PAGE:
From bustling medinas to modern art, Morocco’s cultural capital is where old and new collide
At the mention of Morocco, minds drift to Marrakech, the vast Sahara and the infamous film, Casablanca. But it is the northern city of Fes which has long been considered the country’s cultural and spiritual heart – and it’s only beginning to make its mark on the tourist circuit. Founded in the 8th century, Fes is home to the world’s oldest university and the largest car-free urban area. Its streets are labyrinthine, twisting and curving around souks and towering mosques that seem to materialise out of nowhere. Jam-packed with architectural marvels, UNESCO sites and a growing culinary scene, this ancient city is a haven for inspired explorers.
Fes is the oldest of Morocco’s four imperial capitals, having served as the country’s political centre as recently as the early 20th century. Its origins date back to the late 1700s and the Idrīsid dynasty, thought to be the descendants of the prophet Muhammad. Upon Idrīs I’s arrival in the region, he commenced construction on the UNESCO-listed Fes el-Bali (old medina). When he died, his son built a second city, the Fes el-Jdid (new Medina), on the opposite bank of the Wadi Fes river. The two settlements functioned separately until the 11th century when the Almoravid empire unified them to create one sprawling hub of Islamic learning. The city’s third part, the Ville Nouvelle (new town) was built during the French occupation of Morocco.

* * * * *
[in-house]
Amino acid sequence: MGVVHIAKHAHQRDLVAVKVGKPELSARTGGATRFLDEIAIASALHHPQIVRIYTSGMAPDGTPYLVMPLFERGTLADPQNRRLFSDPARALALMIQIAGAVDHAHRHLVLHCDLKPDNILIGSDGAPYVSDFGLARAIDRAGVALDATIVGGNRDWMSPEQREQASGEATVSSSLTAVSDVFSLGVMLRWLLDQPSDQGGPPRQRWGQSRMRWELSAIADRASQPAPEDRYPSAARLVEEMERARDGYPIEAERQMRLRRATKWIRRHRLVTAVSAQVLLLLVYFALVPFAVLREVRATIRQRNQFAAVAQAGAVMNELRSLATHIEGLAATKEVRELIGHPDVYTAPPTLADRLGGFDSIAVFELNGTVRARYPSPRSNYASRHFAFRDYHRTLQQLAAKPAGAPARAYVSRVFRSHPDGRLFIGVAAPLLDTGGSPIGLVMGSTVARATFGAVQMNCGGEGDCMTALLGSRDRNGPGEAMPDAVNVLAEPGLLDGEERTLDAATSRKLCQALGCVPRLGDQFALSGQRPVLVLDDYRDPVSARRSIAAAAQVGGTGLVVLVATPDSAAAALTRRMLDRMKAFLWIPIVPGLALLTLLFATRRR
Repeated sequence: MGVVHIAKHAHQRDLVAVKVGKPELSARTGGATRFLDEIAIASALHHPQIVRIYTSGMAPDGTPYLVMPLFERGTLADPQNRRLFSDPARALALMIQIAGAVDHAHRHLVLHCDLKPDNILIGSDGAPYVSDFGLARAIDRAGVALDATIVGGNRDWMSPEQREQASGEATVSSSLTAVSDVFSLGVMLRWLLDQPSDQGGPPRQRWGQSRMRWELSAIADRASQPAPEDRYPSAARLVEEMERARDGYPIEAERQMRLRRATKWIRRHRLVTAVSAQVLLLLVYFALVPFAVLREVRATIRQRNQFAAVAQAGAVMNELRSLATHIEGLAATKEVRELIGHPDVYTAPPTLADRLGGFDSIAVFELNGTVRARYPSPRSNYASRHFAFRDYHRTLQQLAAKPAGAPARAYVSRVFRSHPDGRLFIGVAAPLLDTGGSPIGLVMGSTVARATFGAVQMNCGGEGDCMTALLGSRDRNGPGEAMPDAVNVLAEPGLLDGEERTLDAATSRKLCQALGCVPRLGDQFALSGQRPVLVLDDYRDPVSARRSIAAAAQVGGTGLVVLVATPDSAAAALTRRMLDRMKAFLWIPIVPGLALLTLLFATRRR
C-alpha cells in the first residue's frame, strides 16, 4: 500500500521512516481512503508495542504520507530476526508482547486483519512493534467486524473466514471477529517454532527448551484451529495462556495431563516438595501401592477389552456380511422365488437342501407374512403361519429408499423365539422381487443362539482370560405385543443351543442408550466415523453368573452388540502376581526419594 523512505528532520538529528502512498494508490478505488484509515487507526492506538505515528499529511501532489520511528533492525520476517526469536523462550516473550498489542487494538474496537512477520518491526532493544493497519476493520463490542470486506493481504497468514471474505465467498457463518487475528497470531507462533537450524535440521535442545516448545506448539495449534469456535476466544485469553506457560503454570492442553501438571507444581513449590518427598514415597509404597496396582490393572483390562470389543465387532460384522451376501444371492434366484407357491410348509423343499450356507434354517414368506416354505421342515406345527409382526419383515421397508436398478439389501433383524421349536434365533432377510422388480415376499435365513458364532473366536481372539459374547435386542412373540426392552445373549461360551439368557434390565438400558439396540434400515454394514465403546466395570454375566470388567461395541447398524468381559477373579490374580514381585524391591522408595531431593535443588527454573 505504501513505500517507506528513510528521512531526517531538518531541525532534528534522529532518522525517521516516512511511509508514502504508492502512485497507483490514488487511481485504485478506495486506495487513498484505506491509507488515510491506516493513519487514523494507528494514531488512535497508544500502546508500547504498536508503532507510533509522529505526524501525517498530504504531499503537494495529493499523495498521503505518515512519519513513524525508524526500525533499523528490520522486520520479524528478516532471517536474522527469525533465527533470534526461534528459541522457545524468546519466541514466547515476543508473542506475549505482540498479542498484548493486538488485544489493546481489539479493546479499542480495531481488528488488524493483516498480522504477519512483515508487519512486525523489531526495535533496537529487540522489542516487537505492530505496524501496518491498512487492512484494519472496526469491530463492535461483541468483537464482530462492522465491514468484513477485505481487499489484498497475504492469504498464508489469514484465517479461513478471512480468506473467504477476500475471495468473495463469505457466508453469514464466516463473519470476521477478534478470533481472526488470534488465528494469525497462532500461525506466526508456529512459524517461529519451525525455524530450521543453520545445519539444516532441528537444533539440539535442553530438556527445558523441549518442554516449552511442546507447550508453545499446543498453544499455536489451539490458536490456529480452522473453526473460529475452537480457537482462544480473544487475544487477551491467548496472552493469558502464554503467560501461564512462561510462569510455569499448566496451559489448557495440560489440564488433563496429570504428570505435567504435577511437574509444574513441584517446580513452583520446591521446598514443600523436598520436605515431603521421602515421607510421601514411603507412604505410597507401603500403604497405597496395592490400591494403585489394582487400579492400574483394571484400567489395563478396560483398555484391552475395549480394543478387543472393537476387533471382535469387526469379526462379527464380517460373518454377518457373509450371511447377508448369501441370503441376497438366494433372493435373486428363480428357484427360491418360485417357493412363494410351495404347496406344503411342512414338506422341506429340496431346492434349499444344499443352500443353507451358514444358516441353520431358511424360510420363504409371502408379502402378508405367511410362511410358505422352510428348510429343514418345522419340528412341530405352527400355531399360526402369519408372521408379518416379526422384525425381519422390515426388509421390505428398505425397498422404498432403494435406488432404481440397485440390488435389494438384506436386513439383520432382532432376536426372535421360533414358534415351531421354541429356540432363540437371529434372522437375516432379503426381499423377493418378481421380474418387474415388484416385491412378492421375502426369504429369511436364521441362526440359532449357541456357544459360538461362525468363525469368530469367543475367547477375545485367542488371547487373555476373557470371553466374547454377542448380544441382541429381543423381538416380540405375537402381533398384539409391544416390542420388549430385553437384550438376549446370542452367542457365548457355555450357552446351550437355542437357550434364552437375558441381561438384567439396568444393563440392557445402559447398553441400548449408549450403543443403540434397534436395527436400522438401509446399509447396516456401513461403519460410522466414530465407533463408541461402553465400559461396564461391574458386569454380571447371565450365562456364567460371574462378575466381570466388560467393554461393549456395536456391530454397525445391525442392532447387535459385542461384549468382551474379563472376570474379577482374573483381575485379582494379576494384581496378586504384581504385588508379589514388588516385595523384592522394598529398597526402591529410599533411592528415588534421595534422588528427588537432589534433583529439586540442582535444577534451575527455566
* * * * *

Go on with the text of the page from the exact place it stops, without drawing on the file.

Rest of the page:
Be sure to pack your walking shoes, because the best way to experience Fes is on foot. Step through the towering bab boujloud (blue gate) into Fes el-Bali and you’ll be greeted with a myriad of sounds, sights and smells straight out of medieval Morocco. Getting lost is common and encouraged. With 9,500 alleys winding through the old medina, you never know what will be around the next corner. Stop for photos in front of the famed golden gates of the Royal Palace and when hunger calls, dip into a restaurant for a mint tea and some brochettes (skewers) cooked to perfection.
Ville Nouvelle is a stark contrast to the bustling old medinas. With its bright, art-deco buildings and cafe culture, it resembles a bustling Parisian street scene. While most tourists are enthralled by the history of el-Bali, Ville Nouvelle is where Fes’ contemporary art scene comes to life and is where the city’s trendiest new hotels can be found.
The UNESCO listed Chouara tannery is one of the biggest attractions in Fes. Arm yourself with mint leaves to mask the smell and watch as animal skins are treated, scraped and dipped in vats of vibrant dye. The best views are from the terraces of local leather shops and, for a small tip, shop attendants will talk you through the process unfolding below. Fes is world-renowned for its leather and those who can stomach the stench will be delighted by a practice unchanged for centuries.
For architecture fiends, the city’s mosques are sure to beguile. The largest is Qarawiyyin, which accommodates up to 20,000 worshippers, and is recognised as the oldest university in the world. Qarawiyyin’s architecture is iconically Moroccan, with outrepassé (horseshoe) arches and hand-painted zellige tiles covering the walls. While the mosque isn’t open to non-muslim visitors, its exterior is well worth the trip.